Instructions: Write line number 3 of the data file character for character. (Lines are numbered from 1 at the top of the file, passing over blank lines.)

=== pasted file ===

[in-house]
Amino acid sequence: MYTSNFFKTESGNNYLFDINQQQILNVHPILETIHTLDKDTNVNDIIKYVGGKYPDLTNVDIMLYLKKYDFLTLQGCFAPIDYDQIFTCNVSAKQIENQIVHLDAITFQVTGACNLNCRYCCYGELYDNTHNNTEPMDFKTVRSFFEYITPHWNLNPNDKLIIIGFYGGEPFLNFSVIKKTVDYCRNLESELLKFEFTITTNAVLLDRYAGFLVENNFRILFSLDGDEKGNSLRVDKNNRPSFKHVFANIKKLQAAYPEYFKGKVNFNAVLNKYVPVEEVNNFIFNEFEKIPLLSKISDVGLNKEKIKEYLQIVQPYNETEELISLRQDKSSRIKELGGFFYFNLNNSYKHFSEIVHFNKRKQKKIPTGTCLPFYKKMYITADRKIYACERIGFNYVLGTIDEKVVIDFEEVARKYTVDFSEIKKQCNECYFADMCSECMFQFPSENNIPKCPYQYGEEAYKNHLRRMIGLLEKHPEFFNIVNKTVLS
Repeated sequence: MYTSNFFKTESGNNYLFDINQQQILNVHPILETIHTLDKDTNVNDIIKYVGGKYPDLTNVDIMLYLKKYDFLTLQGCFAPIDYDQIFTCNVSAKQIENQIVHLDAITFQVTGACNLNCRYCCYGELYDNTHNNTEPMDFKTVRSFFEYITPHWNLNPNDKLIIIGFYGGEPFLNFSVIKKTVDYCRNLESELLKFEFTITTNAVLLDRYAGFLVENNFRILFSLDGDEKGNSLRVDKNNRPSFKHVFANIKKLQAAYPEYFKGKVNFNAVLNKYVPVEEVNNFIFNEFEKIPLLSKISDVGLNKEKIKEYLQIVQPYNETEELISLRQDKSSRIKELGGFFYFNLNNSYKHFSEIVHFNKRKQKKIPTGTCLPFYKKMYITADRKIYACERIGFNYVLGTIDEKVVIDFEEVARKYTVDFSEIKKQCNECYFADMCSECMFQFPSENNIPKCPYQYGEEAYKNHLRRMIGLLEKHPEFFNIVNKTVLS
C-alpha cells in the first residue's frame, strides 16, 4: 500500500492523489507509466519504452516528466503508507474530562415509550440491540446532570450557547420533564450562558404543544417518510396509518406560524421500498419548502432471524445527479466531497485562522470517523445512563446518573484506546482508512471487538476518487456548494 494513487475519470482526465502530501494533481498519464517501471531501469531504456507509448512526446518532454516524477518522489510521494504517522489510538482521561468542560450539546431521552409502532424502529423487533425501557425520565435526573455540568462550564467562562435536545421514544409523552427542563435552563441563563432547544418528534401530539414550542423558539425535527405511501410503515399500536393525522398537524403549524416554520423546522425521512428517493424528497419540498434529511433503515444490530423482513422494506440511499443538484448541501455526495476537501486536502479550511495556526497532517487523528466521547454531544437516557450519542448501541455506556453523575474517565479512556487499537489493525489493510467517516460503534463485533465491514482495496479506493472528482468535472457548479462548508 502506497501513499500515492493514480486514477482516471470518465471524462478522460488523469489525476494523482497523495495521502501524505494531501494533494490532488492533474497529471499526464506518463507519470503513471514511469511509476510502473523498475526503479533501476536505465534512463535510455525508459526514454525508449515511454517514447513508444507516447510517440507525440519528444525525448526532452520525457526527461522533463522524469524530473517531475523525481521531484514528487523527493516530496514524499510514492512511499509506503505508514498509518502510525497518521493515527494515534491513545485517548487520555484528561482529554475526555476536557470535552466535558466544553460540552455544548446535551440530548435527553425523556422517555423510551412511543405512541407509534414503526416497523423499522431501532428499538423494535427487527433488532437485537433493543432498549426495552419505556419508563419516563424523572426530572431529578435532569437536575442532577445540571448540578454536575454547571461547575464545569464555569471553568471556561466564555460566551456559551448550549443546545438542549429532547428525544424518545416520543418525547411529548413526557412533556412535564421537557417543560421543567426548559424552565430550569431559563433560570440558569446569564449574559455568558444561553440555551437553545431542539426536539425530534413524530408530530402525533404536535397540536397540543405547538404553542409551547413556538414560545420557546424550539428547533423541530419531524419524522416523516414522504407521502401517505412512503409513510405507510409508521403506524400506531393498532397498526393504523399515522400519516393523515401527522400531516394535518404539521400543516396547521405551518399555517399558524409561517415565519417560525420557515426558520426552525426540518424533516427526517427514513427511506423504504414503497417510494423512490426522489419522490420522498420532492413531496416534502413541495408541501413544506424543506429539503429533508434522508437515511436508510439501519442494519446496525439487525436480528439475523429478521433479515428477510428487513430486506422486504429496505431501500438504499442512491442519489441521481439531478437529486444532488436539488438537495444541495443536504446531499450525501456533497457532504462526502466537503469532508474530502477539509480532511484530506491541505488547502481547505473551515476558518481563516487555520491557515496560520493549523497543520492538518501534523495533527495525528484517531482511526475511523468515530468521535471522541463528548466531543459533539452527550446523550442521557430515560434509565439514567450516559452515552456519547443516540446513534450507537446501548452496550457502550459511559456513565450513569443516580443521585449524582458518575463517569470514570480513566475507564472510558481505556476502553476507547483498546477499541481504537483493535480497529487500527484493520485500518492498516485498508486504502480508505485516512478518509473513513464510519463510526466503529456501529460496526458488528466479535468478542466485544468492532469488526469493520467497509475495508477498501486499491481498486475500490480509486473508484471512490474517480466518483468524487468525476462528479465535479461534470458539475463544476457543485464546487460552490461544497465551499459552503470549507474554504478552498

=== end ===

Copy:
Repeated sequence: MYTSNFFKTESGNNYLFDINQQQILNVHPILETIHTLDKDTNVNDIIKYVGGKYPDLTNVDIMLYLKKYDFLTLQGCFAPIDYDQIFTCNVSAKQIENQIVHLDAITFQVTGACNLNCRYCCYGELYDNTHNNTEPMDFKTVRSFFEYITPHWNLNPNDKLIIIGFYGGEPFLNFSVIKKTVDYCRNLESELLKFEFTITTNAVLLDRYAGFLVENNFRILFSLDGDEKGNSLRVDKNNRPSFKHVFANIKKLQAAYPEYFKGKVNFNAVLNKYVPVEEVNNFIFNEFEKIPLLSKISDVGLNKEKIKEYLQIVQPYNETEELISLRQDKSSRIKELGGFFYFNLNNSYKHFSEIVHFNKRKQKKIPTGTCLPFYKKMYITADRKIYACERIGFNYVLGTIDEKVVIDFEEVARKYTVDFSEIKKQCNECYFADMCSECMFQFPSENNIPKCPYQYGEEAYKNHLRRMIGLLEKHPEFFNIVNKTVLS